17th-Century Kiln Reconstruction at Little Woodham, Hampshire

Roger Harris, the potter at the 1642 Living History Village at Little Woodham outside Gosport in Hampshire has been building a reconstruction of a 17th-century Barnstaple-type kiln for a while now. On the 2nd of August David Dawson and I were invited down to  observe, advise and join in. He has based the kiln fairly closely on the one that we built in 2001 at the Plimoth Plantation museum in Massachusetts – we provided our plans and drawing for him to work from.


Roger Harris (right) and his assistant (sorry I forgot his name) checking the door seal on the Little Woodham kiln early in the firing.

The kiln is built of brick and insulated with soil. It is a bit shorter than ours – Roger is concerned that he can make enough work to fill it. The outer facing is a unique wooden construction rather than brick or stone. We generally follow the Barnstaple model and use stone. The wooden frame is strong but the front is going to burn off at some point.


The kiln door of brick sealed with clay. David Dawson with Kevin Akhurst of the Southern Pottery Group and Roger Harris.

The Village is a delightful group of well built timber buildings and has a range of crafts going on including a blacksmith shop as well as a tavern. The volunteers are very enthusiastic and include a group of costumed children who evidently enjoy themselves immensely. It’s a real surprise, not least because it is hidden behind a modern housing estate opposite the HMS Sultan naval base.


The main street at Little Woodham 1642 Living History Village, Gosport.

The firing went very well reaching 800C in seven hours although it them became obstinate. The relationship between the firebox and the chamber floor is awkward and the fuel was clogging against an obstruction in both boxes. Nonetheless a few modifications and it should fire well.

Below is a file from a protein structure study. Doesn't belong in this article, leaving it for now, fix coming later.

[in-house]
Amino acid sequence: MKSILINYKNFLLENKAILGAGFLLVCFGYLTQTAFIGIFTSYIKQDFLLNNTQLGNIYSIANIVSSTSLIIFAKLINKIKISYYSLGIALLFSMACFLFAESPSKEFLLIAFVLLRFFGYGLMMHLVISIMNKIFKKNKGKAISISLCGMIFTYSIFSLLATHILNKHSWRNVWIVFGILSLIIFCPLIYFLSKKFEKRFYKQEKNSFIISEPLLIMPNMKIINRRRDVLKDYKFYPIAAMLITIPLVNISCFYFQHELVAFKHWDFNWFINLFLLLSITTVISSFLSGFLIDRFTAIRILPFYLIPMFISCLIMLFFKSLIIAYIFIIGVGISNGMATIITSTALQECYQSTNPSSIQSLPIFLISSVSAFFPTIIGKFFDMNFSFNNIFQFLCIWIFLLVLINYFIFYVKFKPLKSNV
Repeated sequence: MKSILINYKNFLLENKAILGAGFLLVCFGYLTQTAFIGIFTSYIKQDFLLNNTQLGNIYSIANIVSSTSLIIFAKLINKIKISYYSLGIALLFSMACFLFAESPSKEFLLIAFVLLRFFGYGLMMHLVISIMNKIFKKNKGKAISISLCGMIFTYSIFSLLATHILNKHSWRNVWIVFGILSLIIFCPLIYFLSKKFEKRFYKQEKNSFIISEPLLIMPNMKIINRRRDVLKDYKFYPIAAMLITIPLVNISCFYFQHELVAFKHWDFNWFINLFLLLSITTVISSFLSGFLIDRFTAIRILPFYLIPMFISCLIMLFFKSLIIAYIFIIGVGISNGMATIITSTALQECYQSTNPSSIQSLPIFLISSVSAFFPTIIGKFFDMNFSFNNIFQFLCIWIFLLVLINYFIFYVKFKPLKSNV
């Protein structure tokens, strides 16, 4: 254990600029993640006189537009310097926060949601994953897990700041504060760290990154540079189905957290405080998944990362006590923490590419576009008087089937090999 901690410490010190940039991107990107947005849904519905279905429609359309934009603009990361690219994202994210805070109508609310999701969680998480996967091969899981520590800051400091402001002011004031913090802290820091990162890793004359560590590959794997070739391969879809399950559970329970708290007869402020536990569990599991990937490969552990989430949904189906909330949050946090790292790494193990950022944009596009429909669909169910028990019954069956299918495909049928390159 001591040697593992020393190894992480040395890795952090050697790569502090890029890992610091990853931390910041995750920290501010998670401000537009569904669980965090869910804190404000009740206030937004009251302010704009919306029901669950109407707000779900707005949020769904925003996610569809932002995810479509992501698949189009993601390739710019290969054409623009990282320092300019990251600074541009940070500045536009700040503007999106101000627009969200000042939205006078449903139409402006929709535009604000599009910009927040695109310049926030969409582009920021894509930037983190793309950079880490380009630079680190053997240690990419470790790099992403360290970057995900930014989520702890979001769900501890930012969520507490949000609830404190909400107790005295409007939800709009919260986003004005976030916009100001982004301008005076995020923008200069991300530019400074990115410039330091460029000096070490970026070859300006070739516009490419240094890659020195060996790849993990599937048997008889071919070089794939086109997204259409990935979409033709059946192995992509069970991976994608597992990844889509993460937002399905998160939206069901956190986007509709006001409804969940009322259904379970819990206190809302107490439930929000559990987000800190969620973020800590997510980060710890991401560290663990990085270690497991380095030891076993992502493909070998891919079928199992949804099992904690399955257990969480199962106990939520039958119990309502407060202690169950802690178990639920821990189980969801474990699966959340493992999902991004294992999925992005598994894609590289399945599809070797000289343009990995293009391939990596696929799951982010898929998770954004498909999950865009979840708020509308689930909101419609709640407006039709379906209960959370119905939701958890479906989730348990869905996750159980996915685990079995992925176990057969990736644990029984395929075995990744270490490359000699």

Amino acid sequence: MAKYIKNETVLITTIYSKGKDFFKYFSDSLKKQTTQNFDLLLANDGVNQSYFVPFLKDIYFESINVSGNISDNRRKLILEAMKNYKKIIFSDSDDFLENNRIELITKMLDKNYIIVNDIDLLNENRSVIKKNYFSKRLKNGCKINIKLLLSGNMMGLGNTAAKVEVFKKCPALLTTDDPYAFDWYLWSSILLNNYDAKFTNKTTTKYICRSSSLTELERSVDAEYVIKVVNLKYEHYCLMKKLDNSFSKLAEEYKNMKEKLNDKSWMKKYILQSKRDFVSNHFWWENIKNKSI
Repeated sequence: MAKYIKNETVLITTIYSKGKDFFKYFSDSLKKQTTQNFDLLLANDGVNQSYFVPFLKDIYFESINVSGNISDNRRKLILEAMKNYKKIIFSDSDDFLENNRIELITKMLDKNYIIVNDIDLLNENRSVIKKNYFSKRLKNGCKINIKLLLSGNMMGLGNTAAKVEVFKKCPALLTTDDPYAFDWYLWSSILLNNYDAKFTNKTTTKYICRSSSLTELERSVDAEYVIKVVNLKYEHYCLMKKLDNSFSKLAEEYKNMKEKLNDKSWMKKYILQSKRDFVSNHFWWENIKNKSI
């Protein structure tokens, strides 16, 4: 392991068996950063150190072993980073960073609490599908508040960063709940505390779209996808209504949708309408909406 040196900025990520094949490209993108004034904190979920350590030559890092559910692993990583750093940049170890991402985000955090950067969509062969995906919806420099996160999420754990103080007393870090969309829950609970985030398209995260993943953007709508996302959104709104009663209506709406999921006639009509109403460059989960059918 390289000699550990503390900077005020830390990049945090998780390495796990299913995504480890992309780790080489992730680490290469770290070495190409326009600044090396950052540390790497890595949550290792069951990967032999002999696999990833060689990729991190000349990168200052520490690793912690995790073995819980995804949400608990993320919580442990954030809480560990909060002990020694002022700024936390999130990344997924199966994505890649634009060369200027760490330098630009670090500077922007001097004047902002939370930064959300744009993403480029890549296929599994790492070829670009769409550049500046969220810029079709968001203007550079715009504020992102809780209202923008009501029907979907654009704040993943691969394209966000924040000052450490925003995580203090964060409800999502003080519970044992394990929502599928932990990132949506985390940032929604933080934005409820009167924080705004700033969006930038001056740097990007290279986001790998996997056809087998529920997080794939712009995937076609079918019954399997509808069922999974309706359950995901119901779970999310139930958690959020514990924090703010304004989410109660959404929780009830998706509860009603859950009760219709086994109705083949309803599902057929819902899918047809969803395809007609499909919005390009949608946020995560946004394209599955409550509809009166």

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Roger’s workshop next to the kiln is kitted out with a momentum wheel and nestles in the wood. He has an enviable relationship with the local foxes who sent most of the day circling us and watching us working. Roger has named them and Willow was prepared to scrounge a sausage from him whilst we stoked.


Roger Harris’s workshop at Little Woodham


Roger Harris’s momentum wheel at Little Woodham


This entry was posted in Archaeology, Bickley Ceramics Project, Experimental Archaeology, Folk and Country Pottery, Kilns and Kiln-building and tagged , , , , , , , , , . Bookmark the permalink.

2 Responses to 17th-Century Kiln Reconstruction at Little Woodham, Hampshire

  1. Flannery Lawrence says:

    Hi Dr. Kent,
    I could not find your email address so I hope it is alright that I contact you here. I am a historical-archaeologist-in-training and my uncle is an enthusiast with experience in archaeological excavations in Southern Maryland. We live right down the road from Historic St. Mary’s City, the first capital of Maryland that was colonized in 1634. One way or another the idea of building a 17th century kiln reconstruction came to us. It started mostly as a joke but now I’ve gotten pretty attached to the idea. I came across this blog and your work at the Plimoth Plantation in my preliminary research and thought you might be able to push us in the right direction. If you have any recommendations of where to start or what to read or anything at all, please let me know.
    Flannery Lawrence


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